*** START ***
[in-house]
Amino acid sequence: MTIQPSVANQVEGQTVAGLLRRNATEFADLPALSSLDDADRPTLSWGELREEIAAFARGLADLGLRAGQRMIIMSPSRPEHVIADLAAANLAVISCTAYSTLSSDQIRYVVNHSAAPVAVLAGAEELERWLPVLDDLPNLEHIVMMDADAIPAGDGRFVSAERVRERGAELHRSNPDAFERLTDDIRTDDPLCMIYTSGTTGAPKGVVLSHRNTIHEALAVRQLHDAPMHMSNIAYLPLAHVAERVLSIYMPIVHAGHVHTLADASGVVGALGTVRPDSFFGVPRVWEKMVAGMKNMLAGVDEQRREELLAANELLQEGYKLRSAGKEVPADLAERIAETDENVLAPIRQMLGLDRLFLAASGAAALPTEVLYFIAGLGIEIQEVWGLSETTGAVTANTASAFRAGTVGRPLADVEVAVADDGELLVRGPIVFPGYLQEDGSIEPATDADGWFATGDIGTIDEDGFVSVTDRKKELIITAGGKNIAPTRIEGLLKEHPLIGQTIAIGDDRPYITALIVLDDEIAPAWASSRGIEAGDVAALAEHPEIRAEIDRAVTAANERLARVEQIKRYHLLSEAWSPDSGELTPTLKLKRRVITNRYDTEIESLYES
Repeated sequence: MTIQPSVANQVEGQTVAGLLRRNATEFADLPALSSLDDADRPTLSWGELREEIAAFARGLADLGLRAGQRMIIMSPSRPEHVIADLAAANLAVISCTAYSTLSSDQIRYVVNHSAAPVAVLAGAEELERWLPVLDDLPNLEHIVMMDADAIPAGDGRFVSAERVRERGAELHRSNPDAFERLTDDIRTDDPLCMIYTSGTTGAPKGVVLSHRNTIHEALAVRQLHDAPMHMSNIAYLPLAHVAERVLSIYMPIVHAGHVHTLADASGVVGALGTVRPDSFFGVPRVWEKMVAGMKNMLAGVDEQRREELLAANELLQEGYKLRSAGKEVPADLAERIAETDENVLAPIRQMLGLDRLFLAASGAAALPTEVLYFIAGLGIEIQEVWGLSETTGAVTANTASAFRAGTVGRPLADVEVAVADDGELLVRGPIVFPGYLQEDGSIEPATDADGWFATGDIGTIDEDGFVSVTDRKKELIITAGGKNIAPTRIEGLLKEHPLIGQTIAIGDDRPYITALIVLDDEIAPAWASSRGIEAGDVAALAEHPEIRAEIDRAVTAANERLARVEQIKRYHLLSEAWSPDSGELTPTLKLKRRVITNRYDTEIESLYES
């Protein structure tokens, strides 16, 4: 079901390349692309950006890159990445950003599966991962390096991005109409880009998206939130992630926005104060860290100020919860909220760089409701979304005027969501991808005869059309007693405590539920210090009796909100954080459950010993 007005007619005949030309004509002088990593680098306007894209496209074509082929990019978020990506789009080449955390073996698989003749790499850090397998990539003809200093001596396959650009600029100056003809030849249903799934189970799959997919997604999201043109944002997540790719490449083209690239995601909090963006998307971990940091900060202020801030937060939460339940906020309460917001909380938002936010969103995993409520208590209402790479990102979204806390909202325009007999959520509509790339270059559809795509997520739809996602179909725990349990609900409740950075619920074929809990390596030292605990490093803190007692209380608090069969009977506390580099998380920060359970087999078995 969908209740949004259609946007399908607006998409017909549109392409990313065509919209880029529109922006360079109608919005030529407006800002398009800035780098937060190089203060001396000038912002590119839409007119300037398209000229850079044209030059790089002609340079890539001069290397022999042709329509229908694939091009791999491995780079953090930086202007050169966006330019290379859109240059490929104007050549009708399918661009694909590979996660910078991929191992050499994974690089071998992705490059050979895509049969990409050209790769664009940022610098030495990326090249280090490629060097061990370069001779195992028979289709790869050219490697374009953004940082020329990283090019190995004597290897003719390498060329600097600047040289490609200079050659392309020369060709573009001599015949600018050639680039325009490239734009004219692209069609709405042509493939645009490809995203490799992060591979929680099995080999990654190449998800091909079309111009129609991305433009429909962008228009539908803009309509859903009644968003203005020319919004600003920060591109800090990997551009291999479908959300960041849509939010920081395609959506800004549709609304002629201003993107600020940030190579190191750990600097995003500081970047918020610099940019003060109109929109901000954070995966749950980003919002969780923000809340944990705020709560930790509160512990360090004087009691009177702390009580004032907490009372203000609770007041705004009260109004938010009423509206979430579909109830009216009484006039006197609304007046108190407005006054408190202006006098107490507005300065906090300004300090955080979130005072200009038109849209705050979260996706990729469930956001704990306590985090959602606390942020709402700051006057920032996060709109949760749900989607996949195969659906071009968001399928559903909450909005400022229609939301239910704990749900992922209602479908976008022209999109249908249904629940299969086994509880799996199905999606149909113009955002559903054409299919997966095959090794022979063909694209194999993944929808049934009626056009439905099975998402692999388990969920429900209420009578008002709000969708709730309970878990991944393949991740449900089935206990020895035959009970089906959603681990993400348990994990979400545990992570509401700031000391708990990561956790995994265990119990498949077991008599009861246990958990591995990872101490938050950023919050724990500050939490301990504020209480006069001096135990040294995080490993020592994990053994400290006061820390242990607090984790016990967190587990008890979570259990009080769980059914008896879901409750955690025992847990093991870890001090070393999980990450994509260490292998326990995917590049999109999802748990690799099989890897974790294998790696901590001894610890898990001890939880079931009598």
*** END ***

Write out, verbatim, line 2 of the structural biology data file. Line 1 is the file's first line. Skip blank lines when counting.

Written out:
Amino acid sequence: MTIQPSVANQVEGQTVAGLLRRNATEFADLPALSSLDDADRPTLSWGELREEIAAFARGLADLGLRAGQRMIIMSPSRPEHVIADLAAANLAVISCTAYSTLSSDQIRYVVNHSAAPVAVLAGAEELERWLPVLDDLPNLEHIVMMDADAIPAGDGRFVSAERVRERGAELHRSNPDAFERLTDDIRTDDPLCMIYTSGTTGAPKGVVLSHRNTIHEALAVRQLHDAPMHMSNIAYLPLAHVAERVLSIYMPIVHAGHVHTLADASGVVGALGTVRPDSFFGVPRVWEKMVAGMKNMLAGVDEQRREELLAANELLQEGYKLRSAGKEVPADLAERIAETDENVLAPIRQMLGLDRLFLAASGAAALPTEVLYFIAGLGIEIQEVWGLSETTGAVTANTASAFRAGTVGRPLADVEVAVADDGELLVRGPIVFPGYLQEDGSIEPATDADGWFATGDIGTIDEDGFVSVTDRKKELIITAGGKNIAPTRIEGLLKEHPLIGQTIAIGDDRPYITALIVLDDEIAPAWASSRGIEAGDVAALAEHPEIRAEIDRAVTAANERLARVEQIKRYHLLSEAWSPDSGELTPTLKLKRRVITNRYDTEIESLYES